WWI veteran George O’Brien became a star in Hollywood with his breakout performance in John Ford’s silent film epic, The Iron Horse. Handsome and built like the top athlete he was, O’Brien appeared in 11 more Ford movies and 85 films altogether, a successful career punctuated by voluntary and selfless distinction in two more wars, WWII and Korea. O’Brien represented all that was best in Hollywood and in America, which perhaps explains why he is forgotten today by a different Hollywood and a different America.

George J. O’Brien came into the world in April 1899 in San Francisco. His father was Daniel J. O’Brien and his mother Margaret (née Donahue) O’Brien, both born into Irish immigrant families.

George was one day shy of his seventh birthday when, early on the morning of April 18, 1906, an earthquake unlike anything San Franciscans had ever experienced struck. George was hurled out of bed and landed on the floor 15 feet away. His mother looked out the window of their two-story brownstone house and exclaimed, “The street has burst open! People are running from their houses.”

The rumbling and quaking continued for some time, and then there was an eerie silence. By then the O’Briens were in the street, and their house was crumpling. With a low rumble, the quaking began again. Despite the danger, Dan ran back in to retrieve the wedding ring Margaret had left behind. George would later describe his father as extraordinarily calm throughout the earthquake and the aftermath. George was shocked by what he saw in the streets—dying people half buried in rubble and pleading for help, familiar landmarks obliterated, corpses in grotesque positions, gas lines exploding in balls of fire.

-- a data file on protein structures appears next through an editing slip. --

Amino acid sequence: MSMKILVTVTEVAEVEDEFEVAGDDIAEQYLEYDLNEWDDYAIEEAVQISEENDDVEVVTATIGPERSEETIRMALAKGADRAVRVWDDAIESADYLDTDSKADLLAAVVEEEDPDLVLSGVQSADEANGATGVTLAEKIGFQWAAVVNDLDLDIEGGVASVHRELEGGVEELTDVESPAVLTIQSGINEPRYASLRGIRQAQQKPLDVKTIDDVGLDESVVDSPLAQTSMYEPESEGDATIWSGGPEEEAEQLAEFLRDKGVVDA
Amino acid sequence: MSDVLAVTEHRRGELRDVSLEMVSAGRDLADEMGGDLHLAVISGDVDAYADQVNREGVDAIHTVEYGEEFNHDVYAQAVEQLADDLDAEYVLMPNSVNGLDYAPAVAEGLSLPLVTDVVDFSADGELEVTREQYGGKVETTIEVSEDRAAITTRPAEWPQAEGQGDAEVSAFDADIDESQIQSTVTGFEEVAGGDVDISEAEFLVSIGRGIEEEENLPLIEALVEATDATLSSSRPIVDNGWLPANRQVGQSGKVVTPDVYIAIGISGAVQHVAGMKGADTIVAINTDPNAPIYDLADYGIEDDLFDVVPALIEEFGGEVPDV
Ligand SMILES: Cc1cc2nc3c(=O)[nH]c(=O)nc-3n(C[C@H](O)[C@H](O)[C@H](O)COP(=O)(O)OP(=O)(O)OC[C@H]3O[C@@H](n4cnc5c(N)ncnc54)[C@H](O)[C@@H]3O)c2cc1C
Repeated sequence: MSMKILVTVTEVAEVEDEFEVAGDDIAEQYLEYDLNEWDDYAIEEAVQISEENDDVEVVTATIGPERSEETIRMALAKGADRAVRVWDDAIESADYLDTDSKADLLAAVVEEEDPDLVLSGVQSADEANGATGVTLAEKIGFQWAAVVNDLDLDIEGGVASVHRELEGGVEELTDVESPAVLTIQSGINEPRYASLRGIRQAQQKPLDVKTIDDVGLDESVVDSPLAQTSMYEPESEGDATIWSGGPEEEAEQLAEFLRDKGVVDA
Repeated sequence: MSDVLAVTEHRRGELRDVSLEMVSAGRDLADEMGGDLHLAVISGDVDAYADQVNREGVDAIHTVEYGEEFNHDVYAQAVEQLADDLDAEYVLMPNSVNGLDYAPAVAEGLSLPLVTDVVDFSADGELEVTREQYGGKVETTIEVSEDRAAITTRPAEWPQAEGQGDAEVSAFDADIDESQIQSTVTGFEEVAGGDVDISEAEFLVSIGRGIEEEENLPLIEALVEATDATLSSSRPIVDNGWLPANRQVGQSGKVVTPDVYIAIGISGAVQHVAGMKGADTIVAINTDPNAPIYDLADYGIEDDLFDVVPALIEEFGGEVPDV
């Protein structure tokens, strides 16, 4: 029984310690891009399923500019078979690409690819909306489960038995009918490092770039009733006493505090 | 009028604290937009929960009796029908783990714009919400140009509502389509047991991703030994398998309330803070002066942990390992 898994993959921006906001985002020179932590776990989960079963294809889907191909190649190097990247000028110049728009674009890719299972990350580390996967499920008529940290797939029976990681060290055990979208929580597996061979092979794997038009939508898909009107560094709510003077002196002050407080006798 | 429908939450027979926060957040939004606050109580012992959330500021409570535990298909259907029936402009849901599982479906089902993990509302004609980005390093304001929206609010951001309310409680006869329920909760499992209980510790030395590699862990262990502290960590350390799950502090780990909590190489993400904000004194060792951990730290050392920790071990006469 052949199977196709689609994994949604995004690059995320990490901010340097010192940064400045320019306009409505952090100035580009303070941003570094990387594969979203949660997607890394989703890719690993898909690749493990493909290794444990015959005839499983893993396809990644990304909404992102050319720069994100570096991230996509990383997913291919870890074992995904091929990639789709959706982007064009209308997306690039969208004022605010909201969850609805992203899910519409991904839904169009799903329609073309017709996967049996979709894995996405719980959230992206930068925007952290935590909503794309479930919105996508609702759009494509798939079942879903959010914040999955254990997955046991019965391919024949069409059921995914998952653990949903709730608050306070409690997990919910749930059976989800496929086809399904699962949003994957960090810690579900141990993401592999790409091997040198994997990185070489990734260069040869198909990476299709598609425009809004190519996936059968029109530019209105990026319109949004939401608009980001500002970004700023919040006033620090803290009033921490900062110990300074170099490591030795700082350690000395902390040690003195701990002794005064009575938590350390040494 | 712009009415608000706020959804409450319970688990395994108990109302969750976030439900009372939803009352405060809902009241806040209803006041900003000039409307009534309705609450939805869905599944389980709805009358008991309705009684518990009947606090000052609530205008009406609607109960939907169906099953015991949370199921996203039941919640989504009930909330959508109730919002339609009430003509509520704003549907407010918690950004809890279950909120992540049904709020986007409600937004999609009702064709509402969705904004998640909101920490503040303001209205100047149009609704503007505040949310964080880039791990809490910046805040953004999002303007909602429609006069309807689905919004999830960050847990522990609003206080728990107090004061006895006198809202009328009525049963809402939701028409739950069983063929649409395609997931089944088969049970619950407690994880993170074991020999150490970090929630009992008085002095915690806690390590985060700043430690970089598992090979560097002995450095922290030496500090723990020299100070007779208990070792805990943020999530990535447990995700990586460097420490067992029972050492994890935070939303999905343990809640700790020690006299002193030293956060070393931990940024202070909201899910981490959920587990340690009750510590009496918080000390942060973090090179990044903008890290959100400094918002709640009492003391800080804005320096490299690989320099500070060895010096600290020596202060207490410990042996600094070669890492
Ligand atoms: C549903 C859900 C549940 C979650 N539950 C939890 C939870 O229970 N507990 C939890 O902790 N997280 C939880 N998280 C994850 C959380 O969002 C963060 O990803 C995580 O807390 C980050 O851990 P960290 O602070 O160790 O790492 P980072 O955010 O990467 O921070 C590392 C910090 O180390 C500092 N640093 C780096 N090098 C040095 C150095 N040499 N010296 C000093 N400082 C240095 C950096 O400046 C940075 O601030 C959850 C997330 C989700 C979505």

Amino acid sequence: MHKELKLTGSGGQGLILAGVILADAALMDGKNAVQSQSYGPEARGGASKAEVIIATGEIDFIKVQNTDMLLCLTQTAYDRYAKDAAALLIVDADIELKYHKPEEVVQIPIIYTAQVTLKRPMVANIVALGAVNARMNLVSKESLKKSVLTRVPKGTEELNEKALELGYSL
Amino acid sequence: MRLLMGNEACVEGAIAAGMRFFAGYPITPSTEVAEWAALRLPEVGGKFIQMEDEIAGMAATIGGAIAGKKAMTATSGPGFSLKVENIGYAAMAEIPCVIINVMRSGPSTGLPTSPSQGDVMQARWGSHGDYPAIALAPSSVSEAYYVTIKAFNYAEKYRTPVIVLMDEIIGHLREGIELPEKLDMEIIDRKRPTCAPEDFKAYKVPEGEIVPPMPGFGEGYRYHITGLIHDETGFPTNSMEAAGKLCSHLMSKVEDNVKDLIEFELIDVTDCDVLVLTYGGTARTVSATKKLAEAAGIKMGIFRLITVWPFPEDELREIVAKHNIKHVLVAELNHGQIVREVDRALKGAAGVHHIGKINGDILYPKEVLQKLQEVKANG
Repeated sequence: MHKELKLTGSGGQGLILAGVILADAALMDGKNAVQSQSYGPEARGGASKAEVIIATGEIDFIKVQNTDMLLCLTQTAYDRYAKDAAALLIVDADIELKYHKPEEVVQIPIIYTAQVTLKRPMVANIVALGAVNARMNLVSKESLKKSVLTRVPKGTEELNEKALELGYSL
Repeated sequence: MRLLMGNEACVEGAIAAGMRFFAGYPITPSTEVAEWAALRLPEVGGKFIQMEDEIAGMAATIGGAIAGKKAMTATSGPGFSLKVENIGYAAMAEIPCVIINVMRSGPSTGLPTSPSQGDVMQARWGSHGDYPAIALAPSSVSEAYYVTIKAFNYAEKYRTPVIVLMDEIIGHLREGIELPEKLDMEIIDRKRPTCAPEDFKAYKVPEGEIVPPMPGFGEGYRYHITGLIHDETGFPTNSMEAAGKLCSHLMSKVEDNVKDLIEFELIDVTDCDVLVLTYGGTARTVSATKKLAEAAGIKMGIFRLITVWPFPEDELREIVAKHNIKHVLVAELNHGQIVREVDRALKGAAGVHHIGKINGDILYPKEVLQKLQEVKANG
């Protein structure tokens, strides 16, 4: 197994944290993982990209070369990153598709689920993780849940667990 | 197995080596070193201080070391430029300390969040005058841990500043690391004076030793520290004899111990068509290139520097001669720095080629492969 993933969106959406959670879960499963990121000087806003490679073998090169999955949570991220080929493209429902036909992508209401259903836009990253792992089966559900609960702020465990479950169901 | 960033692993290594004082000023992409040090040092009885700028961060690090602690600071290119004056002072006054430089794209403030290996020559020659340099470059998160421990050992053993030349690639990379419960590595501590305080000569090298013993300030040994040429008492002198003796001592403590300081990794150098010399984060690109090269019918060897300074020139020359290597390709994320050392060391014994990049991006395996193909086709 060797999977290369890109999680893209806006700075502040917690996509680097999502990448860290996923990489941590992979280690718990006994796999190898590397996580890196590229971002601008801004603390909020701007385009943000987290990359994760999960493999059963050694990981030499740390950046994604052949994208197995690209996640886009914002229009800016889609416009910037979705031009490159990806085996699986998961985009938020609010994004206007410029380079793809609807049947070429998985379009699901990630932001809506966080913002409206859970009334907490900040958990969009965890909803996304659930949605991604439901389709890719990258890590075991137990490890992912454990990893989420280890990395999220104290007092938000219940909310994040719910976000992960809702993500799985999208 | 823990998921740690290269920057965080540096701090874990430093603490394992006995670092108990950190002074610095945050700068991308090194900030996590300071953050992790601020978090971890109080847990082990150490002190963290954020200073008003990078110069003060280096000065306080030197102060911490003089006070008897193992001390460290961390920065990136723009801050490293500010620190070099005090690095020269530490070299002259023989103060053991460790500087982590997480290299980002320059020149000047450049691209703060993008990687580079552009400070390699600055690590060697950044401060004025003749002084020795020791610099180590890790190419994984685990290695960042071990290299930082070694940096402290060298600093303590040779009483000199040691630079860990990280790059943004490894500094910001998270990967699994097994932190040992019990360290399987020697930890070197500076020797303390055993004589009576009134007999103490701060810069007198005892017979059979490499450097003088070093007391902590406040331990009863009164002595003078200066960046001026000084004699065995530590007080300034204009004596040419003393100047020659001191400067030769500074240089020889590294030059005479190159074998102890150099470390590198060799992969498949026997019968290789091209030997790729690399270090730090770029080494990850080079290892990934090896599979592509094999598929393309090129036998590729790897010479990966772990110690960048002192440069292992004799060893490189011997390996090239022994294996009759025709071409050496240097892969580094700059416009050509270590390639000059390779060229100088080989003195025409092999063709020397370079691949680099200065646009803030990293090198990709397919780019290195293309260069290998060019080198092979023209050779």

San Francisco gradually recovered from the great quake and fire of 1906 and so, too, did the O’Brien family. Dan became a policeman, rapidly rising through the ranks to eventually become chief of police. “It was my luck to have a wonderful father,” said George.

He knew how to manage a boy. He showed me what was what, and then gave me my head, with full liberty to make an ass of myself if I felt like it. His life and standards gave me plenty to live up to.

By the time George arrived at San Francisco’s Polytechnic High his physical prowess was already well known. He became the star receiver on the football team and an all-state guard in basketball, and lettered in track and swimming. In his spare time he learned to ride, rope, and bulldog on a family friend’s ranch near Los Gatos.

Many a college, especially Santa Clara University, wanted George in pads on the gridiron, but with the United States engaged in WWI, George went to a recruiting office to join the Navy after graduating from high school.

George excelled in his service aboard the submarine chaser SC-397. He earned several different ratings and the Navy Commendation Medal. While stationed at San Diego after the war ended, he boxed his way through a series of bouts to become light heavyweight champion of the Pacific Fleet. He was mustered out of service at the end of August 1919.

He enrolled in the Jesuit-founded Santa Clara University, California’s oldest institution of higher learning. At 6 feet and a very muscular 190 pounds, O’Brien looked as if Phidias had sculpted him. While he excelled in football, his academics languished. Then, at a rodeo, he met Tom Mix, Hollywood’s cowboy star. Mix asked him what he did and when he replied “student,” Mix asked, “A student of what?”